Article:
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Tom Cowles, however, objects to the notion that he is ruining the e-mail marketplace. Fingered on a perp list of top spammers worldwide by watchdog group Spamhaus.org Cowles, 35, runs Empire Towers Corp., based in Bowling Green, Ohio. The 5 billion e-mail ads his company spews each month include offers for nutritional supplements and window and siding installation. ("I don't do porn," he says.) He won't name his "several hundred" corporate clients, but says they include 10 publicly traded companies. It's a living, and then some. Cowles has 60 employees in Ohio, Nevada, Florida and Texas, and says his company made $12 million in sales last year.
The bottom line is this: as long as a sliver of e-mail users click through to investigate those work-at-home opportunities and other come-ons, the great majority of users will continue to be barraged by spam. "I do see the argument that if a consumer gets 100 e-mails a day, you get numb to it," admits Cowles, who claims he de-lists "chronic complainers." But spam "will only die out when it's no longer going to be profitable." Or when enough roadblocks pop up. Internet service providers routinely try to thwart spammers, some by taking them to court. Verizon last week won a settlement from prolific spammer Alan Ralsky, barring him from e-mailing Verizon's 1.6 million Internet users ever again.
In any case, tighter marketing budgets and the scramble to boost business will increasingly blur the line between e-mail marketing and spam. Companies are quietly stepping up efforts to sneak into your In box by acquiring lists of addresses from marketing partners or dangling sweepstakes to get you to register your address. "Some very respectable companies come to us with a list of postal addresses they currently send direct mail to, and ask us for the people's e-mails," says Michael Mayor, president of e-mail list managers NetCreations, who says he refuses to sell those e-mail addresses.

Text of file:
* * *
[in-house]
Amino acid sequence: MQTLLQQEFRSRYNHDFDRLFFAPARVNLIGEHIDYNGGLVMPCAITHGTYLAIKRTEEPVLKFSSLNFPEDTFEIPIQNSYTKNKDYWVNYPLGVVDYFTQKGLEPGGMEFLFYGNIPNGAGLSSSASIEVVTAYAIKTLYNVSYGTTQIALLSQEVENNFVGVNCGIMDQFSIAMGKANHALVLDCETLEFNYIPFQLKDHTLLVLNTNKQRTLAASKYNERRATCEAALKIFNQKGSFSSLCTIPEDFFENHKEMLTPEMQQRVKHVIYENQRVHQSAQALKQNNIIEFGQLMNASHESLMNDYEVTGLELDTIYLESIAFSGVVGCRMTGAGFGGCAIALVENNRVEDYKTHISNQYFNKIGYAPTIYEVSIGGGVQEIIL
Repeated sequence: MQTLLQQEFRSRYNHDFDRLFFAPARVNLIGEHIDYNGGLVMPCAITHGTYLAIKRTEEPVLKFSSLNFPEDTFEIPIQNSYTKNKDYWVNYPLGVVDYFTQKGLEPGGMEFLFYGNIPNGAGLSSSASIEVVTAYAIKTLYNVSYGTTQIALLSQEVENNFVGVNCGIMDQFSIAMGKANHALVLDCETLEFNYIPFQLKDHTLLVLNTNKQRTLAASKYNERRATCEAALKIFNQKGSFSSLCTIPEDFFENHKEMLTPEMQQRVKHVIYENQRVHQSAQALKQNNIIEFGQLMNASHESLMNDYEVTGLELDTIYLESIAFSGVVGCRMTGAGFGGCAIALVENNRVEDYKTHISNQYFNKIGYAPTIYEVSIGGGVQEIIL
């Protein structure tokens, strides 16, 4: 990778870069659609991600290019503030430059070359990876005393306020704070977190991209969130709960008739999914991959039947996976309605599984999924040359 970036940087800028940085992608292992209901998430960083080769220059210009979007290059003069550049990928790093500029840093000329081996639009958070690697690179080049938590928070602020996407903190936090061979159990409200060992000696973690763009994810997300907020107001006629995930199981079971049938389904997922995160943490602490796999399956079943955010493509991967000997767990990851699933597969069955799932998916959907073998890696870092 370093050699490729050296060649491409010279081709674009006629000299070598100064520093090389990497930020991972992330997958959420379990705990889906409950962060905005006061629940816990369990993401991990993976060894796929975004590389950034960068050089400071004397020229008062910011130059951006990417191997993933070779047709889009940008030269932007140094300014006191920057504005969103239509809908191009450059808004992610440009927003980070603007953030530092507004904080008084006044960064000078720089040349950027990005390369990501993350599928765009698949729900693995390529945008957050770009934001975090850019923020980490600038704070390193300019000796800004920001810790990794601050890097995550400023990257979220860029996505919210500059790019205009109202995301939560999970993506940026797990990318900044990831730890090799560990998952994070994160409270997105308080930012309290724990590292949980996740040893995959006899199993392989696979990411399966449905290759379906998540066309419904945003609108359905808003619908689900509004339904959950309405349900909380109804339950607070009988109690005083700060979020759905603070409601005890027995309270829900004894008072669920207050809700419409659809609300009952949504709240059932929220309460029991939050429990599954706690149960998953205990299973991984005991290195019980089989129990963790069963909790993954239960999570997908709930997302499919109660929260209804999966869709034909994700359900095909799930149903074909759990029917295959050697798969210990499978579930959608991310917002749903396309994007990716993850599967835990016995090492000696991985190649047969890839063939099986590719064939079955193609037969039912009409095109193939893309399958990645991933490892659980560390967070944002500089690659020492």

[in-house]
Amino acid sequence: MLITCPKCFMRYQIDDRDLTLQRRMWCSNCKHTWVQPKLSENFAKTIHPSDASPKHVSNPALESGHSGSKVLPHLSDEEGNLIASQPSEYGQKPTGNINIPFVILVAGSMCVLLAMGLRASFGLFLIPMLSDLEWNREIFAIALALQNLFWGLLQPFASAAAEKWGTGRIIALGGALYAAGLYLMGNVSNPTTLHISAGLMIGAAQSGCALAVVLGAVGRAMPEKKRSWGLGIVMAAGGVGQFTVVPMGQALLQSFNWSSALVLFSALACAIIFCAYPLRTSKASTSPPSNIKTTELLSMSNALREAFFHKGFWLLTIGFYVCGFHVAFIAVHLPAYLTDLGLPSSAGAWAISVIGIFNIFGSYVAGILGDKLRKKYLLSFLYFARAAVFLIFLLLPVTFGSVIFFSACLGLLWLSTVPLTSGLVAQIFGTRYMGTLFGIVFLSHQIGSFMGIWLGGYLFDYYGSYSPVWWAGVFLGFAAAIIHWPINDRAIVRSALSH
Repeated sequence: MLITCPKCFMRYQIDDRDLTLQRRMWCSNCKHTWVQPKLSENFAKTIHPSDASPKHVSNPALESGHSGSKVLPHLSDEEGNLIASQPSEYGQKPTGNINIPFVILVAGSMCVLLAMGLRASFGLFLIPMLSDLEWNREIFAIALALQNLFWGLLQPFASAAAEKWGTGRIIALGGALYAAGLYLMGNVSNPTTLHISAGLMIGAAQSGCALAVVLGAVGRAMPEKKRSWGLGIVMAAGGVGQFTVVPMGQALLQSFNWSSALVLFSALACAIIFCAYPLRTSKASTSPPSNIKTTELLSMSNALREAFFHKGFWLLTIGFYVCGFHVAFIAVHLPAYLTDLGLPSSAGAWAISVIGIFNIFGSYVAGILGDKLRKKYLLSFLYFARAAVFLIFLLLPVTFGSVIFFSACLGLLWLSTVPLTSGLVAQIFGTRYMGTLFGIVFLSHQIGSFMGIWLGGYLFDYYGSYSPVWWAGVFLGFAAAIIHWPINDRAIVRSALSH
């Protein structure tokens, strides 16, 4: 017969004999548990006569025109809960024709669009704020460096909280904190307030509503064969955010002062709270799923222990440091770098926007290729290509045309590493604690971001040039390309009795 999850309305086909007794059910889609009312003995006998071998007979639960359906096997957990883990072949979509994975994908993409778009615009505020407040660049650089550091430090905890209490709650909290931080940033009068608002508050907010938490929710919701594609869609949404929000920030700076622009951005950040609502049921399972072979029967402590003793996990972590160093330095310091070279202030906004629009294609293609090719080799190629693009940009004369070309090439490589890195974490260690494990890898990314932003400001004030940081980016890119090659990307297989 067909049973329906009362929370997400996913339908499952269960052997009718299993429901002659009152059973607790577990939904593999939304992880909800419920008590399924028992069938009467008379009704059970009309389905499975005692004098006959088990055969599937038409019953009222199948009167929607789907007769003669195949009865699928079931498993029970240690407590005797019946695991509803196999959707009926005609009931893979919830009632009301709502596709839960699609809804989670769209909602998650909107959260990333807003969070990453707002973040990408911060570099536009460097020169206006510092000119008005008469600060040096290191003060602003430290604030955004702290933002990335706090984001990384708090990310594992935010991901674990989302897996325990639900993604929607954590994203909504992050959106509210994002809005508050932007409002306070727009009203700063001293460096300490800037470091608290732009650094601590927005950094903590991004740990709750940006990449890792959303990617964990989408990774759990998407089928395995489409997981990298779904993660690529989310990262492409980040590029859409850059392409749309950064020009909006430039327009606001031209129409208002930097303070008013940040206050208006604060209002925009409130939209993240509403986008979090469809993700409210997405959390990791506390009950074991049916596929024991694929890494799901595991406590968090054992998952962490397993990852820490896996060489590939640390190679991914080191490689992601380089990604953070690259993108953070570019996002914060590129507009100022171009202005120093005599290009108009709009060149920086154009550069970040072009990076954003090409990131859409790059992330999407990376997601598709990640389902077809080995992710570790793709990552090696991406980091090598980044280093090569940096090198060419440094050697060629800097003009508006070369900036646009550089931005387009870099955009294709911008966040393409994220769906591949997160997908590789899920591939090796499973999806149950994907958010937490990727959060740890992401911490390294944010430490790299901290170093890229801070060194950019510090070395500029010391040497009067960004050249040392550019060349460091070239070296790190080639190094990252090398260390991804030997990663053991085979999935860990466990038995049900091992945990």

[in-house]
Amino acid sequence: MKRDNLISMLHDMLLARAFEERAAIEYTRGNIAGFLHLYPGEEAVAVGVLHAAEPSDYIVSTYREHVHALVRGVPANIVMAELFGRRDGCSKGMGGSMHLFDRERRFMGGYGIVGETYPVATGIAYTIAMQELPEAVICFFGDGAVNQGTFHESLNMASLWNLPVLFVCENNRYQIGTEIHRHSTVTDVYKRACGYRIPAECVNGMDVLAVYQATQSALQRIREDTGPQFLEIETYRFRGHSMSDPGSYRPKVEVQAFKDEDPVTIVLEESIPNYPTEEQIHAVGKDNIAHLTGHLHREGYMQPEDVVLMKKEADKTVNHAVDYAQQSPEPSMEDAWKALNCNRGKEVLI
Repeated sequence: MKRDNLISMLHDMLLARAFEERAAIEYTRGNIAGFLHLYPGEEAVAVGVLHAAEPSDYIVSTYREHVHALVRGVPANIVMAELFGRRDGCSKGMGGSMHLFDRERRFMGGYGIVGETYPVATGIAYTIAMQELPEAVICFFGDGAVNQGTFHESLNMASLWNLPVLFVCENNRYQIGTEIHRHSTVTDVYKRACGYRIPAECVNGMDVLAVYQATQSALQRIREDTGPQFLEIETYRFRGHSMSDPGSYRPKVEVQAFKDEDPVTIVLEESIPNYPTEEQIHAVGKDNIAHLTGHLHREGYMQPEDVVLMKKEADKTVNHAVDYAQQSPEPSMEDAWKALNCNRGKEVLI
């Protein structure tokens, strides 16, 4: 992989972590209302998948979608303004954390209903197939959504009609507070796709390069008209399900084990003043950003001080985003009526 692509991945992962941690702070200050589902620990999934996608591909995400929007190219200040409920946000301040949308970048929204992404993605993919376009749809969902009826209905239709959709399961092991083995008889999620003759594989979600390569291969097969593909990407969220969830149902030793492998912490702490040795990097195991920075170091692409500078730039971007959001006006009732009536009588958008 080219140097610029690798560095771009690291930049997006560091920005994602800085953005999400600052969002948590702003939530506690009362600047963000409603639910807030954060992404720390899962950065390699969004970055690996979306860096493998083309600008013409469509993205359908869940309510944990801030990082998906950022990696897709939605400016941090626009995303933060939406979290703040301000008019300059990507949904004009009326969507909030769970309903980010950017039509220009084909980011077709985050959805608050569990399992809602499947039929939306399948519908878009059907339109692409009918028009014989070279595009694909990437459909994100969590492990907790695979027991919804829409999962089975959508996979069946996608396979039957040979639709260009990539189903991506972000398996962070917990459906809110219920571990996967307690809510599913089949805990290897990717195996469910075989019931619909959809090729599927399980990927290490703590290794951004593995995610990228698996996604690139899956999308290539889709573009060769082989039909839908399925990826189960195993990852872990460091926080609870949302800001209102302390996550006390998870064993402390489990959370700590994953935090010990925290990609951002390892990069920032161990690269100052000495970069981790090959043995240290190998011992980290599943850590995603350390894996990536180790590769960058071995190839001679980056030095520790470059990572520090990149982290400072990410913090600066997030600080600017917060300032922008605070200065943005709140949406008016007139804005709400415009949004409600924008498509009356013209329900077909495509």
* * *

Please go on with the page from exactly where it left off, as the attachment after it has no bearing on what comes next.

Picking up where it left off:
But others aren't so persnickety. When Internet-based retailer Toysmart went bankrupt in 2000, it tried to pay off some creditors by selling its customers' e-mail addresses and retreated only when the Federal Trade Commission filed suit. Earlier this year, popular Internet portal Yahoo changed the terms of its privacy agreements (as AOL and eBay had done earlier) to allow it to send e-mail offers to registered members unless they specified otherwise.
While 26 states have antispam laws, the direct-marketing industry has lobbied to keep tough federal legislation off the books. "Any legal limits on spammers might also limit other direct marketers," says David Sorkin, an associate professor at the John Marshall Law School in Chicago who runs watchdog group Spamlaws.com "They don't want to lose the right to prospect for new customers by e-mail."